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Lucca and Territories

Lucca and Territories

Set between the Tuscan-Emilian Apennine and the Tyrrhenian Sea, and between the Cerreto Pass and the plains of the Arno, the province of Lucca extends for 1773 sq km in the heart of North-West Tuscany, 20 km from Pisa and 65 km from Florence, the cities with the two most important airports of the region, the motorway network providing the smoothest of connections between these cities.

The coastal belt comprises the Versilia coast between Forte dei Marmi and Viareggio, as far as Torre del Lago Puccini, and is as if protected by the natural curtain of the Alpi Apuane mountains.

The basin of the River Serchio, which in its Northern reaches is identified with the Garfagnana, is enclosed between the Southern side of the Apennine, the sides of the Pizzorne and the North face of the Alpi Apuane mountains, and is characterized by the alternation of steep terSet between the Tuscan-Emilian Apraces and hillside features.

The part of the Arno plain which is included in the province of Lucca – consisting of fertile, excellently irrigated soil – extends to the mouth of the Serchio valley, between the Pizzorne mountains and the Monte Pisano.

Territory and Environment

In terms of topography the main elements of the territories of the province are the Alpi Apuane mountain chain, the Tuscan-Emilian Apennine and the monte Pisano.

The territory of the province is therefore divided into two large sections: Apuane and Apennine chains which enclose the Garafagnana, while the Pizzorne, Monte Pisano and Monte Quiesa mark the extent of the Plain of Lucca – densely populated, rich in industry, farming and population centres.

The river system is comprised prevalently of the river Serchio and its numerous tributeries from the sides of the Apuane and Apennine mountains, of which the most important is the river Lima.

Meanwhile on the Versilia mountainsides the Serra and the Vezza unite to form the Versilia torrent.

The system is completed by the artificial lakes of the Garfaganana, of which the most extensive are those of Vagli and Gramolazzo.

From a climatic point of view the province of Lucca varies between the coast (with mild winters of 9 or 10 C and summers which are not too hot), the plains of Lucca (which are slightly more “continental”), and the Garfagnana with its mountain climate (with average winter temperatures under 7 C and summers which are less hot, but nevertheless average over 20 C.).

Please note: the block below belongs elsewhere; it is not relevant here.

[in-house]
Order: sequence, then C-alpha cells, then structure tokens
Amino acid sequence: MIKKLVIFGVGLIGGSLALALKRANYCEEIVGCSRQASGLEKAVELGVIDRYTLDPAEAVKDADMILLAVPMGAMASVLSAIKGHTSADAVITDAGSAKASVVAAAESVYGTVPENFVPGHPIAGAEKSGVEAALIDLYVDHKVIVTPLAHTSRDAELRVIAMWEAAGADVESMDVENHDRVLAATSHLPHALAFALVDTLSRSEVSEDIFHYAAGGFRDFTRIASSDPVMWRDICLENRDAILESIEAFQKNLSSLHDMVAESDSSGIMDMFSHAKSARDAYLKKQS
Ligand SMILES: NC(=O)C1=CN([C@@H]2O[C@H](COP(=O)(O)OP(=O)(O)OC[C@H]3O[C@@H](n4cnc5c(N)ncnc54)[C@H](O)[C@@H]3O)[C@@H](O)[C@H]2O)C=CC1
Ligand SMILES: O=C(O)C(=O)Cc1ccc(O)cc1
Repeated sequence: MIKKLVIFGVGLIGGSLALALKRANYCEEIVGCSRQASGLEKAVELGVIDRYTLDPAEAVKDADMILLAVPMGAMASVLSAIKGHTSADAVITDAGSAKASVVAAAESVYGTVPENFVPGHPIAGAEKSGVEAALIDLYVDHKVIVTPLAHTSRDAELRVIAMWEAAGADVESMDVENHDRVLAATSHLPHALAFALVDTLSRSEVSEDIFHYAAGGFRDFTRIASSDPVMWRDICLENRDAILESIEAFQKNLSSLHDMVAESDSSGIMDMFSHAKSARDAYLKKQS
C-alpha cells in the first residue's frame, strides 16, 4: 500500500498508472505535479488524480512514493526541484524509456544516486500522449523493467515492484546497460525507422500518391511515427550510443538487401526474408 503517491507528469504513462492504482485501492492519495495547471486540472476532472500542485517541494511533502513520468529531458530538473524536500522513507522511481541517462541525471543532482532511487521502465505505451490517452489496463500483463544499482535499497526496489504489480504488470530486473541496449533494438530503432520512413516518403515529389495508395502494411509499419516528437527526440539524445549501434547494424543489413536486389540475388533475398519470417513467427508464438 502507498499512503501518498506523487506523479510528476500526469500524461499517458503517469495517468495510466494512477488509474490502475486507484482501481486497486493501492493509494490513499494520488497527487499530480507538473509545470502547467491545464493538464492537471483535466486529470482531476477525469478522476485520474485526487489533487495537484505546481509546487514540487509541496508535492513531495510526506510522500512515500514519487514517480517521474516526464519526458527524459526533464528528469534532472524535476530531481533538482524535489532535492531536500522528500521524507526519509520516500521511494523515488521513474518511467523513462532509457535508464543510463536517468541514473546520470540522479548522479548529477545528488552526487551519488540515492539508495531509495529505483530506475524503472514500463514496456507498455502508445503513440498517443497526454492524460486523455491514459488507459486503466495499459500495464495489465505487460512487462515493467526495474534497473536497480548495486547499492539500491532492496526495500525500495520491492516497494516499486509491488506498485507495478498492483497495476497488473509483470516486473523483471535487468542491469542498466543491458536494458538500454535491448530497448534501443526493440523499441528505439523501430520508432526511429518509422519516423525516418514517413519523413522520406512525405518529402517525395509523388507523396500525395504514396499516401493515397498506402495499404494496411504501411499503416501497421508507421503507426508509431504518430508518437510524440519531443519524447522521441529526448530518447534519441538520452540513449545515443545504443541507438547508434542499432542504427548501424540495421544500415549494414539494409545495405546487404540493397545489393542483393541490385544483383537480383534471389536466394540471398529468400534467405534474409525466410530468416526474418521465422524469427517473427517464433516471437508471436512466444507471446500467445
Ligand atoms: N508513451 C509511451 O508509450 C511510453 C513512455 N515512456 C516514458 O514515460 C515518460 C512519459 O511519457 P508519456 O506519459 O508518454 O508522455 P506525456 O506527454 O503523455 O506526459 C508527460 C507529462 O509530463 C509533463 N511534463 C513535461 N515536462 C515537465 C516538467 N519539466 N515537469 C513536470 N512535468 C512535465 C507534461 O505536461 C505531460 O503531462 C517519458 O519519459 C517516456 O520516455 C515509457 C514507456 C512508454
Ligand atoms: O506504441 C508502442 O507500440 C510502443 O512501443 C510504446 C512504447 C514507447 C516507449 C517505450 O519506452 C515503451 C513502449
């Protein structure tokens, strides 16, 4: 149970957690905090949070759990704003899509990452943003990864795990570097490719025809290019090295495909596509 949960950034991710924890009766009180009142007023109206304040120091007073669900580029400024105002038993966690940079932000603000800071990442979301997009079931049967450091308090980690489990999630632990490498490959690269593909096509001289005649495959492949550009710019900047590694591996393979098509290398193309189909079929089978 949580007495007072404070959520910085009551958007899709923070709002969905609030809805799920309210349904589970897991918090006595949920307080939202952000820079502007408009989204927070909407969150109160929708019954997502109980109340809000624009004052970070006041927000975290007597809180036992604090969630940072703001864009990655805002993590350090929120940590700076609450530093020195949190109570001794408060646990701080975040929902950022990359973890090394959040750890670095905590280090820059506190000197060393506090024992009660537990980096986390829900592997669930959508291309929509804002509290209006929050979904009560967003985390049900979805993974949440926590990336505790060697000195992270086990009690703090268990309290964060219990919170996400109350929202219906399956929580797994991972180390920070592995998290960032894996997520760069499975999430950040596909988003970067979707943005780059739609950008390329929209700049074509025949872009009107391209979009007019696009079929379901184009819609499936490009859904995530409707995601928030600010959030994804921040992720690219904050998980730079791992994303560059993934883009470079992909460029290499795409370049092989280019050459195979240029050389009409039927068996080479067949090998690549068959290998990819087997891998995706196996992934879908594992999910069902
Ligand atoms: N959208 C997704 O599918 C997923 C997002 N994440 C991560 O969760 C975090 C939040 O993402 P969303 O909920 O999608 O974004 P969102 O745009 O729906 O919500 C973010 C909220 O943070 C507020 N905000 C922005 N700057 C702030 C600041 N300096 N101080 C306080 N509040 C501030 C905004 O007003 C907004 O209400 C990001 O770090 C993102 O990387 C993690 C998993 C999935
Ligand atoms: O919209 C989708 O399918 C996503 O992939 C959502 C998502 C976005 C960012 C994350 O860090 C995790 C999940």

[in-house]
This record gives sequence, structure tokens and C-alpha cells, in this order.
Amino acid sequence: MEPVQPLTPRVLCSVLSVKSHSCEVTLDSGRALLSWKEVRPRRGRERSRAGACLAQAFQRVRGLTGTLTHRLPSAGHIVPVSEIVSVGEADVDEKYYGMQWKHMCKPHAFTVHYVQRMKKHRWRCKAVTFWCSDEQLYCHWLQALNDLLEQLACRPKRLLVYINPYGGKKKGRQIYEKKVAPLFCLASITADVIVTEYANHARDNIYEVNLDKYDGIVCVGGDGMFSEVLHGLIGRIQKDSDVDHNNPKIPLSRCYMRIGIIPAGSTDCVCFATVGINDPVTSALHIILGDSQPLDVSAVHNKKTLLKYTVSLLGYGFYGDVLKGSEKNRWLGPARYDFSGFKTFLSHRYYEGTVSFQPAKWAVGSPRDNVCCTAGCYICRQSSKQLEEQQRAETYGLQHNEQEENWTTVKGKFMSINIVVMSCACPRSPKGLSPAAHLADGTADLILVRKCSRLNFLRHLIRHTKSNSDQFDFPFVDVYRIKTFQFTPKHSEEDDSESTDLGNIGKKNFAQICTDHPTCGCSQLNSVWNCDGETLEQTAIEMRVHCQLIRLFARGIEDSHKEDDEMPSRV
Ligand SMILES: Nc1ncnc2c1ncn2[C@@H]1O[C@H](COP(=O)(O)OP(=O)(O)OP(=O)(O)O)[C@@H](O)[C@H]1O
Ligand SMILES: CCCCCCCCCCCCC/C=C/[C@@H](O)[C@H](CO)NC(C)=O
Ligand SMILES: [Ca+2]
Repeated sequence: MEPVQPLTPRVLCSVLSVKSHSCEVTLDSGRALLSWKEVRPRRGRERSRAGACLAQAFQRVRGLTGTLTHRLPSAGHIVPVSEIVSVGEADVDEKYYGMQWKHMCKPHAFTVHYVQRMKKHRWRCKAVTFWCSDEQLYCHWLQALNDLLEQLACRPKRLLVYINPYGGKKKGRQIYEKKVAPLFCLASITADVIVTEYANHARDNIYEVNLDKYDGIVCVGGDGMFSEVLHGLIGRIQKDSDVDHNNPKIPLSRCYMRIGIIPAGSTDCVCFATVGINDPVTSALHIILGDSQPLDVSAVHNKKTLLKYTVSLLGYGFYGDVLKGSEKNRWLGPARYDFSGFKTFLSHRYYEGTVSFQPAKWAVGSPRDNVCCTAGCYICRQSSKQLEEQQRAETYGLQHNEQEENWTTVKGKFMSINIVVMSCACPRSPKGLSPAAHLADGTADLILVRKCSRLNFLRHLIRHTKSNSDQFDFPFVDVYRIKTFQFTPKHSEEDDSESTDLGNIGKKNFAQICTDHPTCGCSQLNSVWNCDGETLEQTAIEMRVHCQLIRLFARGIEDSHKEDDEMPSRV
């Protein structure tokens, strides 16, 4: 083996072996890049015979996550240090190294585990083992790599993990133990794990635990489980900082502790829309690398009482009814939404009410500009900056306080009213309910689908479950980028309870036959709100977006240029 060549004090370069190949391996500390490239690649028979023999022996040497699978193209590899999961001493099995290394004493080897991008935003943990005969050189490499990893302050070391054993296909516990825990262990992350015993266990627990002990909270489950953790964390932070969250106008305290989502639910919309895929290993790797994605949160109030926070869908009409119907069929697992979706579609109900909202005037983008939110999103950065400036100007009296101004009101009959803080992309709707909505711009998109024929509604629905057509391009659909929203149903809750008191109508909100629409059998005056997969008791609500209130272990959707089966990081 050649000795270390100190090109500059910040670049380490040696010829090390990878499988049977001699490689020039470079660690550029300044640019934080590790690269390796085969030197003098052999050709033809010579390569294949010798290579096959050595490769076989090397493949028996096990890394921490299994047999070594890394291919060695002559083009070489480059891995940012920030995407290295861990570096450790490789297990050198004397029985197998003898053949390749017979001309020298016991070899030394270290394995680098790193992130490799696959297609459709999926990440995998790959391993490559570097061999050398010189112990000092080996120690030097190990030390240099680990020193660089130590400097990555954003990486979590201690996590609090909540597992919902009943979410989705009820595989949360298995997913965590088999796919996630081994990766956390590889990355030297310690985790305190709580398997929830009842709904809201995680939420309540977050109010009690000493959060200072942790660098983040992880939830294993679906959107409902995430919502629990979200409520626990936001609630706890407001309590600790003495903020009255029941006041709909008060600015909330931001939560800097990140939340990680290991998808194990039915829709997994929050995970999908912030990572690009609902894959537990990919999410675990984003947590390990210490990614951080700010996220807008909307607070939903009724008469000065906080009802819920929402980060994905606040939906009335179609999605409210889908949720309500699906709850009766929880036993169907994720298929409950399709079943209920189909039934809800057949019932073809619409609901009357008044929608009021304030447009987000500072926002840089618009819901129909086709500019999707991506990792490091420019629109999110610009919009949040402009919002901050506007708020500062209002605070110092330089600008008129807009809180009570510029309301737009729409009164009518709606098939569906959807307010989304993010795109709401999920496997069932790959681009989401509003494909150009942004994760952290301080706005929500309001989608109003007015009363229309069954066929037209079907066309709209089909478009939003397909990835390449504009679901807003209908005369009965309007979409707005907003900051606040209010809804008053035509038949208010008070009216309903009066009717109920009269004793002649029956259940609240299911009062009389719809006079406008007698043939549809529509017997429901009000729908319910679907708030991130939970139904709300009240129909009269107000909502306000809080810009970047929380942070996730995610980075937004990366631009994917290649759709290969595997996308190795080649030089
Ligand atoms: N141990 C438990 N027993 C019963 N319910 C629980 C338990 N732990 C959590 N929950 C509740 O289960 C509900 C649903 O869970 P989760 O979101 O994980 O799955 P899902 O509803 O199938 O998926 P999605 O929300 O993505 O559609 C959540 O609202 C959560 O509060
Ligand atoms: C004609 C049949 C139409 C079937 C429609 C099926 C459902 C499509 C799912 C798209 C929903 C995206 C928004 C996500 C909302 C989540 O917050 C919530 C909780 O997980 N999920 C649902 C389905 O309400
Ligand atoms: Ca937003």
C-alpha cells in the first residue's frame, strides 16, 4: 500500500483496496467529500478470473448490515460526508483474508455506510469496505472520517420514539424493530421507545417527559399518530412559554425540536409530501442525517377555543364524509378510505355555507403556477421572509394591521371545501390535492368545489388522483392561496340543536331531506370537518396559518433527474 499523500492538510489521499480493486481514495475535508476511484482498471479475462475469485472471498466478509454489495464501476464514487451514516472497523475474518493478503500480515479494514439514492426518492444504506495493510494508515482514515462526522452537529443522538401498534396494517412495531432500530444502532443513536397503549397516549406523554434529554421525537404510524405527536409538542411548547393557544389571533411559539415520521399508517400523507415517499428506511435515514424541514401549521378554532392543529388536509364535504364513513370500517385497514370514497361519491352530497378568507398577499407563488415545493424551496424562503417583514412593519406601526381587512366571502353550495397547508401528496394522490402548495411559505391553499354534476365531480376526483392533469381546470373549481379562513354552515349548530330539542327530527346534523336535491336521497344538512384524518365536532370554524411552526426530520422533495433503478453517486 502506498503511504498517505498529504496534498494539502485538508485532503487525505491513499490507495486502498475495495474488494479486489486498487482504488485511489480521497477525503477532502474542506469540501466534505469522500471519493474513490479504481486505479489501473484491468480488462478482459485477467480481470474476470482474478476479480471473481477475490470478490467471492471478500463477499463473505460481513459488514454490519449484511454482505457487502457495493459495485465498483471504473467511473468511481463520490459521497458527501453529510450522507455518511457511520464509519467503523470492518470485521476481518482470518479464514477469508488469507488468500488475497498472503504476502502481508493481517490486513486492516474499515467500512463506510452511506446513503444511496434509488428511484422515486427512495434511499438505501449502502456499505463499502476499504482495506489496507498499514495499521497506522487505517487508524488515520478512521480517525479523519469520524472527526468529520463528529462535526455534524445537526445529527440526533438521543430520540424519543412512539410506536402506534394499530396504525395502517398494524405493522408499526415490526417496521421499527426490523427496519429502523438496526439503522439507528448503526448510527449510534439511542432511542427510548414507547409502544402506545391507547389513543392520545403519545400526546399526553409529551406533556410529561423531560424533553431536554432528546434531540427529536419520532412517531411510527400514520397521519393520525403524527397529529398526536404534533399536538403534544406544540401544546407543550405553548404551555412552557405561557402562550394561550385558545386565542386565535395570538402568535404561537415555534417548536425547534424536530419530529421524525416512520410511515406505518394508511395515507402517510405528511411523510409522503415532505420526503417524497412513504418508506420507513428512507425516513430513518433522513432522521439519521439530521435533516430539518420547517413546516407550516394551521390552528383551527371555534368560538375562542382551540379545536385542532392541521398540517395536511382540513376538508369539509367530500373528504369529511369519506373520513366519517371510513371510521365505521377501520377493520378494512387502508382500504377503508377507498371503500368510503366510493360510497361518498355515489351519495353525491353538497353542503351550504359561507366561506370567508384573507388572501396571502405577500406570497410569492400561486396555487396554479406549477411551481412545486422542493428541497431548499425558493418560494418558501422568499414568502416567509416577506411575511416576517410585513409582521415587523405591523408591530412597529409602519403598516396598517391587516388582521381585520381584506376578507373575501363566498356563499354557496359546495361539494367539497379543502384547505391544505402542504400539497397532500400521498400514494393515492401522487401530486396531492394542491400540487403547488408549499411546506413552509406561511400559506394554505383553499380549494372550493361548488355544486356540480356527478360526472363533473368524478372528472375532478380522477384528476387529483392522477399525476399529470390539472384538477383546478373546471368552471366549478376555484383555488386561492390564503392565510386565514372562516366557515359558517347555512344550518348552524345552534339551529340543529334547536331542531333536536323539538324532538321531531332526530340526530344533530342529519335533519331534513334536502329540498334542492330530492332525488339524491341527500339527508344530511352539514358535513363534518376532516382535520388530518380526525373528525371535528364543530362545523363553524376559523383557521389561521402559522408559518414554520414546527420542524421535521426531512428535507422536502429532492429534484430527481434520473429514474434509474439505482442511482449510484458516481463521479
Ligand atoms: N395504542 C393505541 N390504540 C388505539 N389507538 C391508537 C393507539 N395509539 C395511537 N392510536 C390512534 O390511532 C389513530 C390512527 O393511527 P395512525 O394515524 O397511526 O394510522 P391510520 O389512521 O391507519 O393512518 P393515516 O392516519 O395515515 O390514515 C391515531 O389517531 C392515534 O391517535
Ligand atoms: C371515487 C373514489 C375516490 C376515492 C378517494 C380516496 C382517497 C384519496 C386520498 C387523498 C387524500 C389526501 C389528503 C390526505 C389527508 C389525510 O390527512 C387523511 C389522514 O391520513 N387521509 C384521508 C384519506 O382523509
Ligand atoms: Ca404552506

The rainfall is more abundant than in the rest of Tuscany, with values under 1,000 mm a year only in the narrow coastal belt and a maximum of more than 1,3000 mm a year at the foot of the monte Pisanino in the Alpi Apuane.

The population of the province reached 372,244 in 2001, with a population density of 210 inhabitants per sq km.

The current geo-political framework therefore sees the province of Lucca sub-divided into four macro-areas : the plains of Lucca, the Media Valle (Serchio valley), the Garfagnana and Versilia for a total of 35 town councils.

The Provincial Capital

Originally founded as a Ligurian settlement (the ancient name Luca probably derives from a celto-ligurian root ”luk”, which means “swampy place”) and developed as a roman city from 180 BC.

In the 6thcentury Lucca became the capital of the Longobardo duchy of Tuscia, to then develop in the 12thcentury as a town and later a republic.

Despite the ongoing struggle between the Guelfi and Ghibellini factions and the wars with Pisa and Florence, Lucca gained notable fame throughout Europe thanks to its bankers and its cloth trade.

Apart from brief periods when it fell under the control of foreign powers or of lords such as Castruccio Castracani and Paolo Guinigi, Lucca remained an independent republic until 1799.

On the 23rd of June 1805 Lucca became, by decree of the Senate, the Principality of Lucca and Piombino, assigned to Elisa Bonaparte (the sister of Napoleon ) and her husband Felice Baciocchi.

At the Vienna conference it was decided to create the duchy of Lucca.

On the 10thof May 1815 Maria Luisa di Borbone took over as regent, succeeded by Carlo Ludovico di Borbone 1824-1847.

In 1847 it became part of the grand duchy of Tuscany.

In 1860 it was annexed to the kingdom of Sardinia.

It is one of the few cities to have preserved intact its 15th-17thcentury city walls, with a circumference of 4.45 km.

Its historical centre is well preserved and includes numerous medieval churches of architectural note, besides towers, bell-towers and renaissance buildings of wonderful styling.

The Piazza dell’Anfiteatro (Amphitheatre Square), built on the ruins of the ancient roman amphitheatre, thanks to the work of the architect Nottolini, is architecturally unique.

As with many other Tuscan cities, it has preserved many works of art, like a kind of open air museum, surroundings built, developed and enriched over the course of centuries so that the newer structures are in perfect harmony with the more ancient.

We find excellent examples of this urban enhancement in the Piazza dell’Anfiteatro, already mentioned, the Piazza Napoleone from the era of the principality of Elisa Baciocchi, and the public park on and around the city walls.